Ballet stars tend to retire from performing only when forced, often by health problems. They certainly don’t retire at 30, which is often the height of a dancer’s professional career. But that’s Silas Farley’s story. He is one of a new, small crop of dancers ending their performing years early (by ballet standards) and turning all that knowledge and energy into teaching and choreography, producing research, lectures, or podcasts. (Farley is currently dean of the Colburn School’s Trudl Zipper Dance Institute in Los Angeles.) This fall, Farley will stage his work “Dowland Dances” with the Washington Ballet as part of the company’s NEXTsteps performance, a biannual presentation of acclaimed and emerging choreographers. “Dances” is set to Elizabethan-sounding lyre music written by Renaissance composer John Dowland and recorded by Sting in 2006. Also part of NEXTsteps is a piece by Dana Genshaft, which, in her words, was “choreographed by Dana Genshaft in collaboration with the artists,” referring to the creative partnering involved in creating the work. The Washington Ballet’s own talented dancer-choreographer Andile Ndlovu will present a newly commissioned work as well. NEXTsteps runs Oct. 12 through 16 at Sidney Harman Hall. washingtonballet.org. $45–$115.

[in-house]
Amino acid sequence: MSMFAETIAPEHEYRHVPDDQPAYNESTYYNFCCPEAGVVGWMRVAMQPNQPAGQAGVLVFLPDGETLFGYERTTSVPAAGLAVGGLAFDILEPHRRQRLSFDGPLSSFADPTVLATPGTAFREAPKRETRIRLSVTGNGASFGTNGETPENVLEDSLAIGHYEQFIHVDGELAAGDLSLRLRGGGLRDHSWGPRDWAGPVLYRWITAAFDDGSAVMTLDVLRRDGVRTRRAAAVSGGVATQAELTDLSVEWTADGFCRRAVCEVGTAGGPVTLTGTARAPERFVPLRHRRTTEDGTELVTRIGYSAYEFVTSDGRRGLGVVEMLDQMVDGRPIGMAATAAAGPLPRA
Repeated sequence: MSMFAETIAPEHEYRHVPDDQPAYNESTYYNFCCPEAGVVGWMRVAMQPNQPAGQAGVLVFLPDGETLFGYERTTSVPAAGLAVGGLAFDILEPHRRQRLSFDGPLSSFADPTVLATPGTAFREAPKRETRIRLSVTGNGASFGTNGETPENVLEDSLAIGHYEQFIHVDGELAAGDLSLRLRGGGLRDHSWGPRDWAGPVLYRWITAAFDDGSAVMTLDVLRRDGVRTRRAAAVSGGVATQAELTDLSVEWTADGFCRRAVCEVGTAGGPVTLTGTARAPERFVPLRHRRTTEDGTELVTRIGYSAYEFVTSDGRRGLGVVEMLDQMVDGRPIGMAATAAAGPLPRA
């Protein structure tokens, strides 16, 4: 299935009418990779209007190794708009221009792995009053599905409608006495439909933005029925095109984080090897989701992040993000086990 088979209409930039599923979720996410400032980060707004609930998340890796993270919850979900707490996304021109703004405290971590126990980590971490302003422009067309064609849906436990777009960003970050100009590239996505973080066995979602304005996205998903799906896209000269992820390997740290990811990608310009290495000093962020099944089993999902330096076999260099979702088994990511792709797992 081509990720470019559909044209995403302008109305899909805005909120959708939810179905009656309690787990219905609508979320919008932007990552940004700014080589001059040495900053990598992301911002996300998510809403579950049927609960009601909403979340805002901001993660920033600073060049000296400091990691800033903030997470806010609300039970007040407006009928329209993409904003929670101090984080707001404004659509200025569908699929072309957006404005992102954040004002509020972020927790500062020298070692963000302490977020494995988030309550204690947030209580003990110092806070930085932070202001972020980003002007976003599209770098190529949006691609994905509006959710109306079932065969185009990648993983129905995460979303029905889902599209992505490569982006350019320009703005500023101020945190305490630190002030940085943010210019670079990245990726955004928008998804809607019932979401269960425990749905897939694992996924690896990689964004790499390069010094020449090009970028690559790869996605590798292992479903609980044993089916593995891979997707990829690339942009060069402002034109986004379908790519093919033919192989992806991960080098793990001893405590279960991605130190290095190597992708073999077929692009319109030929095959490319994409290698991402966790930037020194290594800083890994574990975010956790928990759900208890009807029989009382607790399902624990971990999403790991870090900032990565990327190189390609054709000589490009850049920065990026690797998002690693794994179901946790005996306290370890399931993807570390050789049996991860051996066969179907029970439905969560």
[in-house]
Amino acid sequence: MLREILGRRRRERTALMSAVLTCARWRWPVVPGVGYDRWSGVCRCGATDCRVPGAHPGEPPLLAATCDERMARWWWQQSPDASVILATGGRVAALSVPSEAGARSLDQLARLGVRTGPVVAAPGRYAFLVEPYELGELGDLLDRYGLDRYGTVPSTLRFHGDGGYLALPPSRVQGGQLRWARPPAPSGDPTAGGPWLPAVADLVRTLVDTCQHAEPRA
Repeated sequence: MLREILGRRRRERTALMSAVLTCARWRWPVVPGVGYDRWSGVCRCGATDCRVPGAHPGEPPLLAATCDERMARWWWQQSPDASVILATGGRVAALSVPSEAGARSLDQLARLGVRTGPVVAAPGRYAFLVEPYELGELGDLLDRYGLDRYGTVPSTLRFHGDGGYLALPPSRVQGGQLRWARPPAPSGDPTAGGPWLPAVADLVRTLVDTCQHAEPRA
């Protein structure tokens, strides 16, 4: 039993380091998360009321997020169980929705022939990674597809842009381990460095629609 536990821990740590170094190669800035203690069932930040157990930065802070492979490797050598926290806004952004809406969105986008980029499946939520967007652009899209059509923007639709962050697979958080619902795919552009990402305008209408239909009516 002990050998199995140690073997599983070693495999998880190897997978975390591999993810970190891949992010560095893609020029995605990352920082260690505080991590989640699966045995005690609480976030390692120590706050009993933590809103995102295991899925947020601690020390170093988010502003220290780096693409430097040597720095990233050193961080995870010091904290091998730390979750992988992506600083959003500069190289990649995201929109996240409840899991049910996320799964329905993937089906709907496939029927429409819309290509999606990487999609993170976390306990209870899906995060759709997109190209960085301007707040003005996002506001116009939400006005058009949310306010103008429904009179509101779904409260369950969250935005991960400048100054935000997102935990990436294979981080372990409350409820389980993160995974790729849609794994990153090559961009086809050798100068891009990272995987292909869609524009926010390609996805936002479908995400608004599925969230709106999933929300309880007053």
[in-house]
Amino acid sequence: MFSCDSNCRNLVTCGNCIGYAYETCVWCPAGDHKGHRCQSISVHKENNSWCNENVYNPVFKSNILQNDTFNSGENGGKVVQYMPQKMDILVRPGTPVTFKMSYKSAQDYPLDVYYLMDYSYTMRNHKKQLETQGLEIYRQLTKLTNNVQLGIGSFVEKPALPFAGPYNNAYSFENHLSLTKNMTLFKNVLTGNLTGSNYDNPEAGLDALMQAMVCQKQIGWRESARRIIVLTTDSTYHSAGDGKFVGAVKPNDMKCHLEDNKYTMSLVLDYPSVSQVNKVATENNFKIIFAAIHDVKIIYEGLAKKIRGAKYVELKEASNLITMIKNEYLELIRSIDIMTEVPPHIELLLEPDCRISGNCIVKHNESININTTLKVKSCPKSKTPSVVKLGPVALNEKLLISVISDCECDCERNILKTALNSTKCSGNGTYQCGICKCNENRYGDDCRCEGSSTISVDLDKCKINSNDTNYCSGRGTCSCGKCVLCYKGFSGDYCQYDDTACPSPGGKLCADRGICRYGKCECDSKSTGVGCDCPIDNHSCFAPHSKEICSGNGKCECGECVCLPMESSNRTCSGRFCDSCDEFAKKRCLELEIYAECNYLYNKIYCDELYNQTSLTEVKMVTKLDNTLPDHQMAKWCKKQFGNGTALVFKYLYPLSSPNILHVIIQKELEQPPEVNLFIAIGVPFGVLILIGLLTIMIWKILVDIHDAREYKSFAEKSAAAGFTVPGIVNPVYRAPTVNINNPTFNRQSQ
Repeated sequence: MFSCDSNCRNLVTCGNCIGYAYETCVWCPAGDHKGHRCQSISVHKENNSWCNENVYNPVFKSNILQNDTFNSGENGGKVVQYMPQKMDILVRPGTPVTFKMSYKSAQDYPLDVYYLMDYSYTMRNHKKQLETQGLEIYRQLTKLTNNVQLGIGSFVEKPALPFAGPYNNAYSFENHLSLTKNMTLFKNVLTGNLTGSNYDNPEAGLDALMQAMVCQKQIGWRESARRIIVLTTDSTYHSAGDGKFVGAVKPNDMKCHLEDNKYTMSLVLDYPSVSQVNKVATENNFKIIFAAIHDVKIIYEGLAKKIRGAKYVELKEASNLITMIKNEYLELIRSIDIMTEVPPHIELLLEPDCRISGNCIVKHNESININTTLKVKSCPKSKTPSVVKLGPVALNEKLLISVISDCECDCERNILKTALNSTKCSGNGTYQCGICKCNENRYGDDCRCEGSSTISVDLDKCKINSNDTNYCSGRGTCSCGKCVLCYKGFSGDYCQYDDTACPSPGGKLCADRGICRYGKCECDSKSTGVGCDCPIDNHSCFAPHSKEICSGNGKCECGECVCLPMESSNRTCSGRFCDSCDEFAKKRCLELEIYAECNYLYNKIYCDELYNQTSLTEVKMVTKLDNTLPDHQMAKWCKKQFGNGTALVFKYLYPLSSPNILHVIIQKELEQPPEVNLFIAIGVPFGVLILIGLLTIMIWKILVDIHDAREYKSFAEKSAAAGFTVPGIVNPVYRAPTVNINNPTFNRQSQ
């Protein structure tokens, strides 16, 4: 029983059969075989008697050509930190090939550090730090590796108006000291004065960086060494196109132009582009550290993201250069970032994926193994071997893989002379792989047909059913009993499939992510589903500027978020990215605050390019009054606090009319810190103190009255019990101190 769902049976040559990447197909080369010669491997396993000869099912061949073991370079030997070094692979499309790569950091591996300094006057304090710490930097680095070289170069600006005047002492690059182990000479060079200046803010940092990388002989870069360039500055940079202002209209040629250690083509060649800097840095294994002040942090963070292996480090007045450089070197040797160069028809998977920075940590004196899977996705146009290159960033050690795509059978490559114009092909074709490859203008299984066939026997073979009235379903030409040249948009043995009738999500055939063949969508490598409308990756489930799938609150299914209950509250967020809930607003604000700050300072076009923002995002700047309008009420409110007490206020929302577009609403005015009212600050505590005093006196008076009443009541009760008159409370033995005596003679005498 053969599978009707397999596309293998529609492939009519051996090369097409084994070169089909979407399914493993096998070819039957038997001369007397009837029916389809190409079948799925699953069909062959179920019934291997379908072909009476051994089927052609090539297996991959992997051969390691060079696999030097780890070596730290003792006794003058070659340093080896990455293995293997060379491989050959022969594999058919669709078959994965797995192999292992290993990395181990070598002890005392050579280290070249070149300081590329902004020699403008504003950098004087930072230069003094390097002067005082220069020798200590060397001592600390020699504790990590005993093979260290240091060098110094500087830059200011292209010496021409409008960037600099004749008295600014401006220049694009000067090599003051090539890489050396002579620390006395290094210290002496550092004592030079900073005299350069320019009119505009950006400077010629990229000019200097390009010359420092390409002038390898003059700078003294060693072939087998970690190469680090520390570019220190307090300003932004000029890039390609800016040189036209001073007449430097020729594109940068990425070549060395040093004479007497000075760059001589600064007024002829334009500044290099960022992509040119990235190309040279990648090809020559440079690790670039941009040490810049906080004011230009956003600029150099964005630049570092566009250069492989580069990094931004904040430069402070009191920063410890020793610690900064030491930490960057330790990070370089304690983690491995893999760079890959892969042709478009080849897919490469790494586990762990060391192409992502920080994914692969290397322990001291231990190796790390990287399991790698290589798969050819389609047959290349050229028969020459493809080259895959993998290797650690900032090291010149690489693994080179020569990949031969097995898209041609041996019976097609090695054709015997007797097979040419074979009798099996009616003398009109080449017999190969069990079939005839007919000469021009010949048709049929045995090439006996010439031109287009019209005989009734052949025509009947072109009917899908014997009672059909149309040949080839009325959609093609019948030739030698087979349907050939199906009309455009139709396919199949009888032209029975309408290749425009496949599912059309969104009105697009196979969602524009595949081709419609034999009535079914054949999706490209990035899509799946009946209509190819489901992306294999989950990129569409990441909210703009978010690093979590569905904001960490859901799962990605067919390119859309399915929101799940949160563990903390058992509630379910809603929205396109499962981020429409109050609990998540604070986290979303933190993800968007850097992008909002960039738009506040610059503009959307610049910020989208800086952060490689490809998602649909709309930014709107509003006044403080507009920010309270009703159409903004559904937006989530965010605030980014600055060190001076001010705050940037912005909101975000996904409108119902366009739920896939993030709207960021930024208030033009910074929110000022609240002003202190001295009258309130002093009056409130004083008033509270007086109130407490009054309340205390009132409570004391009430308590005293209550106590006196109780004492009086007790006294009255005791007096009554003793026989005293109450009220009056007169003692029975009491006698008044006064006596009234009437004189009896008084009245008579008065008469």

For more dance recommendations, check out our calendar.